lunes, 14 de mayo de 2012

Grandes principios. Pride and Prejudice, Jane Austen

IT is a truth universally acknowledged, that a single man in possession of a good fortune must be in want of a wife.
However little known the feelings or views of such a man may be on his first entering a neighbourhood, this truth is so well fixed in the minds of the surrounding families, that he is considered as the rightful property of someone or other of their daughters.
``My dear Mr. Bennet,'' said his lady to him one day, ``have you heard that Netherfield Park is let at last?''
Mr. Bennet replied that he had not.
``But it is,'' returned she; ``for Mrs. Long has just been here, and she told me all about it.''
Mr. Bennet made no answer.
``Do not you want to know who has taken it?'' cried his wife impatiently.
``You want to tell me, and I have no objection to hearing it.''
This was invitation enough.
``Why, my dear, you must know, Mrs. Long says that Netherfield is taken by a young man of large fortune from the north of England; that he came down on Monday in a chaise and four to see the place, and was so much delighted with it that he agreed with Mr. Morris immediately; that he is to take possession before Michaelmas, and some of his servants are to be in the house by the end of next week.''
``What is his name?''
``Is he married or single?''
``Oh! single, my dear, to be sure! A single man of large fortune; four or five thousand a year. What a fine thing for our girls!''
``How so? how can it affect them?''
``My dear Mr. Bennet,'' replied his wife, ``how can you be so tiresome! You must know that I am thinking of his marrying one of them.''
``Is that his design in settling here?''
``Design! nonsense, how can you talk so! But it is very likely that he may fall in love with one of them, and therefore you must visit him as soon as he comes.''
``I see no occasion for that. You and the girls may go, or you may send them by themselves, which perhaps will be still better; for, as you are as handsome as any of them, Mr. Bingley might like you the best of the party.''
``My dear, you flatter me. I certainly have had my share of beauty, but I do not pretend to be anything extraordinary now. When a woman has five grown up daughters, she ought to give over thinking of her own beauty.''
``In such cases, a woman has not often much beauty to think of.''
``But, my dear, you must indeed go and see Mr. Bingley when he comes into the neighbourhood.''
``It is more than I engage for, I assure you.''
``But consider your daughters. Only think what an establishment it would be for one of them. Sir William and Lady Lucas are determined to go, merely on that account, for in general, you know they visit no new comers. Indeed you must go, for it will be impossible for us to visit him, if you do not.''
``You are over-scrupulous, surely. I dare say Mr. Bingley will be very glad to see you; and I will send a few lines by you to assure him of my hearty consent to his marrying which ever he chuses of the girls; though I must throw in a good word for my little Lizzy.''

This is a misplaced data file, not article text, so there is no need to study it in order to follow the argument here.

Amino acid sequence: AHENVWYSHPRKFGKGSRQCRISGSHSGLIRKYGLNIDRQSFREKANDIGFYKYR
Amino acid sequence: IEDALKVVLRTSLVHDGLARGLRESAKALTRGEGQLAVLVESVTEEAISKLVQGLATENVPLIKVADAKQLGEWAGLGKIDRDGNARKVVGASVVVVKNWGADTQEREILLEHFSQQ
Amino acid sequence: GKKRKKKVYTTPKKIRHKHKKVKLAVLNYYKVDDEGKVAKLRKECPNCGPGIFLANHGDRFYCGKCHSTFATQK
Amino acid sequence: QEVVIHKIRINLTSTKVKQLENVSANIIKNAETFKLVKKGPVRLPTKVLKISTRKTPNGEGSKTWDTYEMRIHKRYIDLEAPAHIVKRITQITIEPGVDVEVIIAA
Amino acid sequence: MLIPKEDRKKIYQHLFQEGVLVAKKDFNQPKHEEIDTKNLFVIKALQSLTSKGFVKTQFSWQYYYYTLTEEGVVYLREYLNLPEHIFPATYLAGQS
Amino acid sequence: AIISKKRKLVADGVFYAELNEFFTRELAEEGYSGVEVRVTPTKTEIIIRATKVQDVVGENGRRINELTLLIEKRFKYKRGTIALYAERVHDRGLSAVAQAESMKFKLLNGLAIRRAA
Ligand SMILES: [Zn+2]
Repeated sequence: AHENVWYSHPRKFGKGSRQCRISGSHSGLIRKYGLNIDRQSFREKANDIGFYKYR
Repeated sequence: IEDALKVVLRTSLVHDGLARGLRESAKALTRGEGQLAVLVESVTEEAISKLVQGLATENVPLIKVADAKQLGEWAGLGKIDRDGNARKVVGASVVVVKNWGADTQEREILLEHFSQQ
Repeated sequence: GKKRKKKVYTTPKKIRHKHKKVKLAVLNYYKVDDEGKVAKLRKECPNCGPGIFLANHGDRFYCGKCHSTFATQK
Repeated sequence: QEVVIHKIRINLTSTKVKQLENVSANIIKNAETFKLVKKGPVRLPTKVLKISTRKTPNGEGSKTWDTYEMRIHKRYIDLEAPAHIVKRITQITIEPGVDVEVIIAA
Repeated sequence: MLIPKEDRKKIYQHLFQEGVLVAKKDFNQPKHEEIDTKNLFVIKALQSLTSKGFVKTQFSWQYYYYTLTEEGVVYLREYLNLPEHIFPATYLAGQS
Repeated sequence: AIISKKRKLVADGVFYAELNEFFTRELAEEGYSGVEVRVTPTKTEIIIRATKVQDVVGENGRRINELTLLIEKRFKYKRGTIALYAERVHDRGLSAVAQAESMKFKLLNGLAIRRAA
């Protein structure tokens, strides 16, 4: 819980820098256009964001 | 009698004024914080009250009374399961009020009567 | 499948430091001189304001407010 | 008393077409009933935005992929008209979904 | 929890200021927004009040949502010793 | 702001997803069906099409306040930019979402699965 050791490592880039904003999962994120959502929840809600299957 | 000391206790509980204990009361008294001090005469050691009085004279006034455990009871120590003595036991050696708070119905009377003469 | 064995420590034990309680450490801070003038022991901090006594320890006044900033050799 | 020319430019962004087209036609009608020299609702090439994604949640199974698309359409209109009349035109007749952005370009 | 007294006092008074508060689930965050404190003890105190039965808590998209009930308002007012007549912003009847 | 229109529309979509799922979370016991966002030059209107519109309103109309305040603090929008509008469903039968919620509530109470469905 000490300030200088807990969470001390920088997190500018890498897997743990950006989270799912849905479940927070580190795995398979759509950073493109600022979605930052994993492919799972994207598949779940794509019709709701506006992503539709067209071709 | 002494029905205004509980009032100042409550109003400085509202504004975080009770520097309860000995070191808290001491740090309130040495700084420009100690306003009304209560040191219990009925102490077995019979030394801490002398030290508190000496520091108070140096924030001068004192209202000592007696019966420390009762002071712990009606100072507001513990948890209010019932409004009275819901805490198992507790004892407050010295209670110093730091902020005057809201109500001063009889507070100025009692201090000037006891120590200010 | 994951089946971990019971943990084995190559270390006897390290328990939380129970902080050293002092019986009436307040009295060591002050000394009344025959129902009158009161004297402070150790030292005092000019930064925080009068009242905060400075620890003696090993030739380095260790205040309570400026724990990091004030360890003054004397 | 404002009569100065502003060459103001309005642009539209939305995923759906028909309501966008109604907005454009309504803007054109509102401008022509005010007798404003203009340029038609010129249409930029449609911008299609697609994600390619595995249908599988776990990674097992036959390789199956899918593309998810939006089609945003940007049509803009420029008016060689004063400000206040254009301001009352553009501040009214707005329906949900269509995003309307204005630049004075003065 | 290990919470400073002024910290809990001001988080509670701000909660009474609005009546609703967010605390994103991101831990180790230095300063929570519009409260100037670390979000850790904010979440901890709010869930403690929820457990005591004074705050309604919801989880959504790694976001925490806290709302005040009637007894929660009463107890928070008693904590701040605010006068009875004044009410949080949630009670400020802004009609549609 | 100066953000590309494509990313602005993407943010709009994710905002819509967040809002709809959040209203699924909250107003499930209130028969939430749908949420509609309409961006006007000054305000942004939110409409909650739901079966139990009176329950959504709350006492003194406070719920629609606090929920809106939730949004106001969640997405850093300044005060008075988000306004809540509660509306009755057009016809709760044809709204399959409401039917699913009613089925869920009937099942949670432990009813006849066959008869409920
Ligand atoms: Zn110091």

``I desire you will do no such thing. Lizzy is not a bit better than the others; and I am sure she is not half so handsome as Jane, nor half so good humoured as Lydia. But you are always giving her the preference.''
``They have none of them much to recommend them,'' replied he; ``they are all silly and ignorant like other girls; but Lizzy has something more of quickness than her sisters.''
``Mr. Bennet, how can you abuse your own children in such way? You take delight in vexing me. You have no compassion on my poor nerves.''
``You mistake me, my dear. I have a high respect for your nerves. They are my old friends. I have heard you mention them with consideration these twenty years at least.''
``Ah! you do not know what I suffer.''
``But I hope you will get over it, and live to see many young men of four thousand a year come into the neighbourhood.''
``It will be no use to us if twenty such should come, since you will not visit them.''
``Depend upon it, my dear, that when there are twenty I will visit them all.''
Mr. Bennet was so odd a mixture of quick parts, sarcastic humour, reserve, and caprice, that the experience of three and twenty years had been insufficient to make his wife understand his character. Her mind was less difficult to develope. She was a woman of mean understanding, little information, and uncertain temper. When she was discontented, she fancied herself nervous. The business of her life was to get her daughters married; its solace was visiting and news.

sábado, 12 de mayo de 2012

¿Cuál prefieres?

La primera de Queen?

O la versión de Glee? A mí me apasiona Glee, me apasionan los número musicales; las historietas me interesan menos. Pero me doy cuenta de que me encantan las versiones que hacen y casi tengo más en el Ipod que las originales....

jueves, 10 de mayo de 2012

Una Caperucita de Roald Dahl (Revolting Rhymes)

Little Red Riding Hood and the Wolf
by Roald Dahl

As soon as Wolf began to feel
That he would like a decent meal,
He went and knocked on Grandma's door.
When Grandma opened it, she saw
The sharp white teeth, the horrid grin,
And Wolfie said, ``May I come in?''

Poor Grandmamma was terrified,
``He's going to eat me up!'' she cried.

And she was absolutely right.
He ate her up in one big bite.
But Grandmamma was small and tough,
And Wolfie wailed, ``That's not enough!
I haven't yet begun to feel
That I have had a decent meal!''
He ran around the kitchen yelping,
``I've got to have a second helping!''
Then added with a frightful leer,
``I'm therefore going to wait right here
Till Little Miss Red Riding Hood
Comes home from walking in the wood.''
He quickly put on Grandma's clothes,
(Of course he hadn't eaten those).
He dressed himself in coat and hat.
He put on shoes, and after that
He even brushed and curled his hair,
Then sat himself in Grandma's chair.
In came the little girl in red.
She stopped. She stared. And then she said,

``What great big ears you have, Grandma.''
``All the better to hear you with,'' the Wolf replied.
``What great big eyes you have, Grandma.''
said Little Red Riding Hood.
``All the better to see you with,'' the Wolf replied.
He sat there watching her and smiled.
He thought, I'm going to eat this child.
Compared with her old Grandmamma
She's going to taste like caviar.

Then Little Red Riding Hood said, ``But Grandma,
what a lovely great big furry coat you have on.''
``That's wrong!'' cried Wolf. ``Have you forgot

To tell me what BIG TEETH I've got?
Ah well, no matter what you say,